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To love and be loved. Something everyone wants but not everyone believes they can have. My friend, Jill is one of the most loving individuals I have ever met. She can put a smile on your face just by saying hello or welcoming you with a big hug. Yet every day she suffers with an illness that takes over her mind. It controls her thoughts, determines her actions, and at some points keeps her from sharing her beautiful smile and kind-loving energy with the people around her.

Ashamed: something individuals with a mental illness feel every single day. “I can’t talk about what I’m going through because it’s not ‘acceptable’ to be sad. It’s not ‘okay’ to be worried.” This stigma about mental illness makes me furious! By 2030, mental illness will be the NUMBER ONE global disease burden. If no one talks about it, how can someone going through a similar situation discover the help he or she needs? Addiction, anxiety, depression to name a few. Why are these situations treated any different than cancer, heart disease, or Alzheimer’s?
“It’s something that is with you everyday. It something you don’t choose. It is a chemical issue in your brain,” Jill says when asked to define mental illness.
Jill noticed her thoughts about depression began at the age of 11. By 13, she really started to notice it but didn’t deal with it until the age of 15. For 2 years she sat there wondering why she couldn’t get out of bed, why even on the happiest days she could cry at the flip of a switch.
“I blame myself for a lot of it. You blame yourself because you don’t know what you’re doing wrong. You see all these people happy around you. We were watching a video in class and they were talking about all these red flags about depression and I just started crying because I kept wondering why no one would tell me about it before,” Jill says.
“I was so good at hiding my feelings. My friends had no idea how I was feeling. As an educator, I think mental illnessneeds to be talked about at a much younger age. It is something about which parents need to be educated,” Jill shares.
You might wonder how it affects your daily life:
“It affects how I laugh because I just laughed when everyone else laughed. I just laughed because other people laughed. I didn’t have a real laugh. I tried to hide it and I hid it so well that I tried to be like everyone else. I didn’t want them to see the intense pain I was feeling. It affected how hard I tried in school. I thought maybe if I got really good grades or played every sport I could, it would go away. It added to my competitiveness. It made me compare myself a lot. It makes me compare myself still. At one point it affected every single thing every single day. I don’t think it should have that much control, but at one point depression controlled my life,” Jill says.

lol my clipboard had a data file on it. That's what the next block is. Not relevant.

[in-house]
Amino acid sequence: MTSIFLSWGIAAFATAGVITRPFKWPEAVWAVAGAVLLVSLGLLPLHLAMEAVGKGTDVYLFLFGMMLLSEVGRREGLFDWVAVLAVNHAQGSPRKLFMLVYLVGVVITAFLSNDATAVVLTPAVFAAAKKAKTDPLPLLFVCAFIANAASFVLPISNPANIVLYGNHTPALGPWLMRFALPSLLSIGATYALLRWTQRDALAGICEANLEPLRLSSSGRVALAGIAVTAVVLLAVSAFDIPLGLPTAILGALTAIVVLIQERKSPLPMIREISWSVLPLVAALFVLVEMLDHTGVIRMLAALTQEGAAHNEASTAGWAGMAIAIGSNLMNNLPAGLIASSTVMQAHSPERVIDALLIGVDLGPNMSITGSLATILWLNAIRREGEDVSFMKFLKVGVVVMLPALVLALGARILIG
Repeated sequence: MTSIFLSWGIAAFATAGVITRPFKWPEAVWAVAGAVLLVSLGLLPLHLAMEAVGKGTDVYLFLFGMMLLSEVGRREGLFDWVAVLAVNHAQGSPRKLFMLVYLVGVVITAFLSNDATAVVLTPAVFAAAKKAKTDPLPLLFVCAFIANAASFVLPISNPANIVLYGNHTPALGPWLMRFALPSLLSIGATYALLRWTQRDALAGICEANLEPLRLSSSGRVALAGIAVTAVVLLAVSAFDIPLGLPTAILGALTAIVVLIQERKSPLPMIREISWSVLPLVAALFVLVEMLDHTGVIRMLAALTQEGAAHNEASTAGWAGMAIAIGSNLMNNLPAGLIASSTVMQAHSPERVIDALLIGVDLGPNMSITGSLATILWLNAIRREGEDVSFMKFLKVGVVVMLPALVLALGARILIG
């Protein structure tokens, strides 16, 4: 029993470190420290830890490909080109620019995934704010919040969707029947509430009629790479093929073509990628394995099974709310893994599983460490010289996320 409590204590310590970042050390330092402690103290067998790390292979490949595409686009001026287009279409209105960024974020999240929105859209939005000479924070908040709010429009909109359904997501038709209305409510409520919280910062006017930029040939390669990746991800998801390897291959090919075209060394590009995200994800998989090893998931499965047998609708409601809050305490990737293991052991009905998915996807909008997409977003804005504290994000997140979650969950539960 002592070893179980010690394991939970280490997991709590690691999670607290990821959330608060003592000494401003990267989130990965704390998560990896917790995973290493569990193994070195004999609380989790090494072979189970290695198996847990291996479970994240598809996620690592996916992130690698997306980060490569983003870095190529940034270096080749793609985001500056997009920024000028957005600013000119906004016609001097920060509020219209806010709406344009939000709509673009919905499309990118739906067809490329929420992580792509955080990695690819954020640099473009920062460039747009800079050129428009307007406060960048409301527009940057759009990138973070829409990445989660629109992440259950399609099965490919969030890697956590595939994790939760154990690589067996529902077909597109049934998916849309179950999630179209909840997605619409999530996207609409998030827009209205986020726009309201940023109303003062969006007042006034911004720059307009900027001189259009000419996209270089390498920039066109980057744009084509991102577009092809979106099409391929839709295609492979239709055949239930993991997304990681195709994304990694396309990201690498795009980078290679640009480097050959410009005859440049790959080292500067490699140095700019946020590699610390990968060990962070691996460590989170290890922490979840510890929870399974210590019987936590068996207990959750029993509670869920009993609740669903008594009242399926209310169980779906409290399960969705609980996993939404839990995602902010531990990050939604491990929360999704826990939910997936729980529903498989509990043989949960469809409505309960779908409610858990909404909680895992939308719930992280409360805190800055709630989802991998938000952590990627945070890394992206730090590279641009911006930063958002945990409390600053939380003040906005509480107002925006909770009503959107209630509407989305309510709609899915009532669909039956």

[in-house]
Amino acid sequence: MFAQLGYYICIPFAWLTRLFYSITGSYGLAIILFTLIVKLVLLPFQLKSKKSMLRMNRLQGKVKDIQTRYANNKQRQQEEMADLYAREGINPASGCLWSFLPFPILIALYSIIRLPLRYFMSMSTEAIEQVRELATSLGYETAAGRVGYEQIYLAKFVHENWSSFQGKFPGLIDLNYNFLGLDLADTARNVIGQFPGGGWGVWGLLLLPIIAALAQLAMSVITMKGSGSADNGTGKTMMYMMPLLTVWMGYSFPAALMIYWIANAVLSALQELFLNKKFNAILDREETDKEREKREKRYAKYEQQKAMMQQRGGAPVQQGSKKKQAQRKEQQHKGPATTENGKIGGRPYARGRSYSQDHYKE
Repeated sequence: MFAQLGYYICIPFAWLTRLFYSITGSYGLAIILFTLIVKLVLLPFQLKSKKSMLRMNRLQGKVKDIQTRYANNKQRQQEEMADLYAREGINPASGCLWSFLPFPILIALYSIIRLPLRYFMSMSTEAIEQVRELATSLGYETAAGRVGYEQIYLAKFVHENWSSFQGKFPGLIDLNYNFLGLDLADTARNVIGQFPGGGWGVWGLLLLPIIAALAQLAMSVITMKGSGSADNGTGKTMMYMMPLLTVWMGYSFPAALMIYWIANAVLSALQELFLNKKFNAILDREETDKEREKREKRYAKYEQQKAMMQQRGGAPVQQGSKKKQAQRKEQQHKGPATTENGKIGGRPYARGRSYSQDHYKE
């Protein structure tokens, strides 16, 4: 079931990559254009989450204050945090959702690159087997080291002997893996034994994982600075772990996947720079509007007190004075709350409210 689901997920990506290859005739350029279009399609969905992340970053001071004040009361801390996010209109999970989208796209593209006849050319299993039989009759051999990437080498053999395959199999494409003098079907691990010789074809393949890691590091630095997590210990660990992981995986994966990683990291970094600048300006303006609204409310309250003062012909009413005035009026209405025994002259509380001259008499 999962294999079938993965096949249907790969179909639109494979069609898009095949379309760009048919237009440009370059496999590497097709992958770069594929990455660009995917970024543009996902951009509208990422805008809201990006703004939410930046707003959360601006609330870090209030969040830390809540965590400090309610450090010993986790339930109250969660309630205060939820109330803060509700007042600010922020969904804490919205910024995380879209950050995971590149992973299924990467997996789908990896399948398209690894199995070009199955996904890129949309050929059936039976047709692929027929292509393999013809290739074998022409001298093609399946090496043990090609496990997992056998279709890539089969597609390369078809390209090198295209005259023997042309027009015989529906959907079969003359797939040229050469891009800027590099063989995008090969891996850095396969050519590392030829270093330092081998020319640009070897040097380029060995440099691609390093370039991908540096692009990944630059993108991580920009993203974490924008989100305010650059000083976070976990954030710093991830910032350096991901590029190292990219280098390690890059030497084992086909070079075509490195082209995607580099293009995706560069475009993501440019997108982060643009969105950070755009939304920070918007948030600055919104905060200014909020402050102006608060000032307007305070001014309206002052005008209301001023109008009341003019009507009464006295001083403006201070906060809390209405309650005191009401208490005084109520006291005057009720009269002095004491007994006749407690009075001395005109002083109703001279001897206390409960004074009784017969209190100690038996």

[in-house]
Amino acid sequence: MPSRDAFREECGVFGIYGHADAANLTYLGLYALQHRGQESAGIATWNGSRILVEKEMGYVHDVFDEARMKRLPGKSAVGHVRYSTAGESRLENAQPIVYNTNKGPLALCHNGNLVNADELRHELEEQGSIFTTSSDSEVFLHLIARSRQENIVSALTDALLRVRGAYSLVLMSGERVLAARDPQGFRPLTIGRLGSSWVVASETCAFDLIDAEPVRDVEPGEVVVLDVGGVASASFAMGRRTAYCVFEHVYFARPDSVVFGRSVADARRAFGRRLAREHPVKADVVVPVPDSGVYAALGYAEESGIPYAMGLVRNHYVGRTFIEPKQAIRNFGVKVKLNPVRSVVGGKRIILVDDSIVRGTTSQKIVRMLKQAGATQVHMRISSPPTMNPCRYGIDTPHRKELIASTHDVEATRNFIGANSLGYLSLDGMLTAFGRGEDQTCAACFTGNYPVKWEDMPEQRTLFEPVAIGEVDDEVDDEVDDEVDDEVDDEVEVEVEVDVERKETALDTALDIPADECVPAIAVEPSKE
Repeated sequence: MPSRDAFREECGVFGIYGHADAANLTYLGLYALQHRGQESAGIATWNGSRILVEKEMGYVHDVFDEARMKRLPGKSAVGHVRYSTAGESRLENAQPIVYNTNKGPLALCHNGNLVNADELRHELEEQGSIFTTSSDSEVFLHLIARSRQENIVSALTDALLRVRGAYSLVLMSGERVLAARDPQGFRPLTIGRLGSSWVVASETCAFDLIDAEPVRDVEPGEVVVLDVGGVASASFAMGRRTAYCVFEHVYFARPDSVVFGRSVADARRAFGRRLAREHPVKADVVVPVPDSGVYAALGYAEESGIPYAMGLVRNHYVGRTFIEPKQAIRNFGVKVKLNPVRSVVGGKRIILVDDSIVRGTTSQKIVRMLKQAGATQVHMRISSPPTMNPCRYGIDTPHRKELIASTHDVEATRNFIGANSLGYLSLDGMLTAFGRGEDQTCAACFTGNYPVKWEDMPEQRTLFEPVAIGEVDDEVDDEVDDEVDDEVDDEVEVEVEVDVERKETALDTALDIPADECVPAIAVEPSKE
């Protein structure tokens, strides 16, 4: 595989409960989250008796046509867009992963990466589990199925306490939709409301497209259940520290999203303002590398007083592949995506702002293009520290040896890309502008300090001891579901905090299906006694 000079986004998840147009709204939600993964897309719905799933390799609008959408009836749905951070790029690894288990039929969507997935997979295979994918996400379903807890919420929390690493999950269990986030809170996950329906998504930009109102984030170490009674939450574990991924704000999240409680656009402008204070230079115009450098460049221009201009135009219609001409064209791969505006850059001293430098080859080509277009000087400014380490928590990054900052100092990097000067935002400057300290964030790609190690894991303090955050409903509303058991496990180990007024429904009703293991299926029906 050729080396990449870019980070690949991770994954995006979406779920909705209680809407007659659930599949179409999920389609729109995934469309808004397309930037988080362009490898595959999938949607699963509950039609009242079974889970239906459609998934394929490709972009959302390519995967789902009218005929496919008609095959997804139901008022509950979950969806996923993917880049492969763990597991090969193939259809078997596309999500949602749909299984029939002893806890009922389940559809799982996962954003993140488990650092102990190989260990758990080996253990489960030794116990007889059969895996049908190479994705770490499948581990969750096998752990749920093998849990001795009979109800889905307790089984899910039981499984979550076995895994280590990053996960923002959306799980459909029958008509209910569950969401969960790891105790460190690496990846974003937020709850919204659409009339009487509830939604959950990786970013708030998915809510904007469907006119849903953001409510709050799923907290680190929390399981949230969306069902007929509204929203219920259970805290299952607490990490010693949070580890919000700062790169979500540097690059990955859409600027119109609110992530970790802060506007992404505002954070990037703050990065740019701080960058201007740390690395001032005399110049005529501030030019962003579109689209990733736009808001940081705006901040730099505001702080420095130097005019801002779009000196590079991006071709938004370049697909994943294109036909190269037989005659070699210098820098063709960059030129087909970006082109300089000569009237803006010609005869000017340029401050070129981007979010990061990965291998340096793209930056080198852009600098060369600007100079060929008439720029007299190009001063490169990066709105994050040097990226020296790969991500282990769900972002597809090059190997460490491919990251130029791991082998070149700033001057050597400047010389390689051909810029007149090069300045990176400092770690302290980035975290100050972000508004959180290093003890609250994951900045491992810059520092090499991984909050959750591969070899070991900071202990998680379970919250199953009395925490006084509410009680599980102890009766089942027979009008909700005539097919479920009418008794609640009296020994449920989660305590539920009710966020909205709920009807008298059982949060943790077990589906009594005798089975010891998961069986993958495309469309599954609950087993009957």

I think of Jill as one of the strongest women I have ever known. She did get help. She started talking to a therapist, someone with a non-biased opinion. She found multiple ways to deal with her depression so it impacts her less every day. Her biggest advice is to make sure you have an outlet and get help. For her it is writing in her journal, listening to music, talking about it, and being outdoors.
“When I eat healthy, it makes me feel good because I am giving myself good nutrition. I know it is good nutrition but I know it’s my own personal feelings as well. Being active is a huge, huge outlet. It’s a good distraction. It makes me more energetic. Depression takes a lot of energy out of you. When you don’t have a lot of energy, it makes things worse,” Jill says for ways her health has impacted her depression.
What is your biggest advice?
“If you’re dealing with it, don’t be afraid to talk about it. Don’t be afraid to talk to someone. It’s easier said than done. Realize you’re not alone. Even in the darkest times, there is hope. Try your hardest to find one thing that makes you happy. If your friend is suffering, don’t be afraid to ask them about it because there are so many times I wish someone would just say ‘Jill are you okay?’ And love them. Support them. Give them time. For most people, it is not a choice. We are not doing it for attention,” Jill says is her biggest advice.
Help us fight the stigma about mental illness by ordering your stitch today. Mend the world one stitch at a time and love and be loved.


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